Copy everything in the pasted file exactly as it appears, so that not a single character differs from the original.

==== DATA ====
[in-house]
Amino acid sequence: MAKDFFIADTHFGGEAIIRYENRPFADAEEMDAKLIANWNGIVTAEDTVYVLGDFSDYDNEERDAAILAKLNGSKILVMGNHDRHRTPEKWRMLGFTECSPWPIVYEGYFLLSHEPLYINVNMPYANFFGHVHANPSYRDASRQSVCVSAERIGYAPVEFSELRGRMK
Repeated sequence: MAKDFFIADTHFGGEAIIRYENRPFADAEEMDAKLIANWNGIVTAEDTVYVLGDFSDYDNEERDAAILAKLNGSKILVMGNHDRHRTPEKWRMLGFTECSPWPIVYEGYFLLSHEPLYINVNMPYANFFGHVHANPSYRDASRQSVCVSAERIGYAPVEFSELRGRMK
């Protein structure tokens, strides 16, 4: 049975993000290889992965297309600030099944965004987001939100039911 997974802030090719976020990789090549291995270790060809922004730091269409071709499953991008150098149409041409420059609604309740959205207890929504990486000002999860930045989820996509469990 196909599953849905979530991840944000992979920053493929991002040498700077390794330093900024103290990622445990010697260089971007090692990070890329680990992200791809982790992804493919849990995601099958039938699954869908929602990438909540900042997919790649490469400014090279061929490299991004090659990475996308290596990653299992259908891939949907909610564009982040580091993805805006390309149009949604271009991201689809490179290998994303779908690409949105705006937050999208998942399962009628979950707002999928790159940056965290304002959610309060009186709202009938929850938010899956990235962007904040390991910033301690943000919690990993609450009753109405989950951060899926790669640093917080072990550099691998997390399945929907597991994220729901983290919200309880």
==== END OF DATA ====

[in-house]
Amino acid sequence: MAKDFFIADTHFGGEAIIRYENRPFADAEEMDAKLIANWNGIVTAEDTVYVLGDFSDYDNEERDAAILAKLNGSKILVMGNHDRHRTPEKWRMLGFTECSPWPIVYEGYFLLSHEPLYINVNMPYANFFGHVHANPSYRDASRQSVCVSAERIGYAPVEFSELRGRMK
Repeated sequence: MAKDFFIADTHFGGEAIIRYENRPFADAEEMDAKLIANWNGIVTAEDTVYVLGDFSDYDNEERDAAILAKLNGSKILVMGNHDRHRTPEKWRMLGFTECSPWPIVYEGYFLLSHEPLYINVNMPYANFFGHVHANPSYRDASRQSVCVSAERIGYAPVEFSELRGRMK
């Protein structure tokens, strides 16, 4: 049975993000290889992965297309600030099944965004987001939100039911 997974802030090719976020990789090549291995270790060809922004730091269409071709499953991008150098149409041409420059609604309740959205207890929504990486000002999860930045989820996509469990 196909599953849905979530991840944000992979920053493929991002040498700077390794330093900024103290990622445990010697260089971007090692990070890329680990992200791809982790992804493919849990995601099958039938699954869908929602990438909540900042997919790649490469400014090279061929490299991004090659990475996308290596990653299992259908891939949907909610564009982040580091993805805006390309149009949604271009991201689809490179290998994303779908690409949105705006937050999208998942399962009628979950707002999928790159940056965290304002959610309060009186709202009938929850938010899956990235962007904040390991910033301690943000919690990993609450009753109405989950951060899926790669640093917080072990550099691998997390399945929907597991994220729901983290919200309880």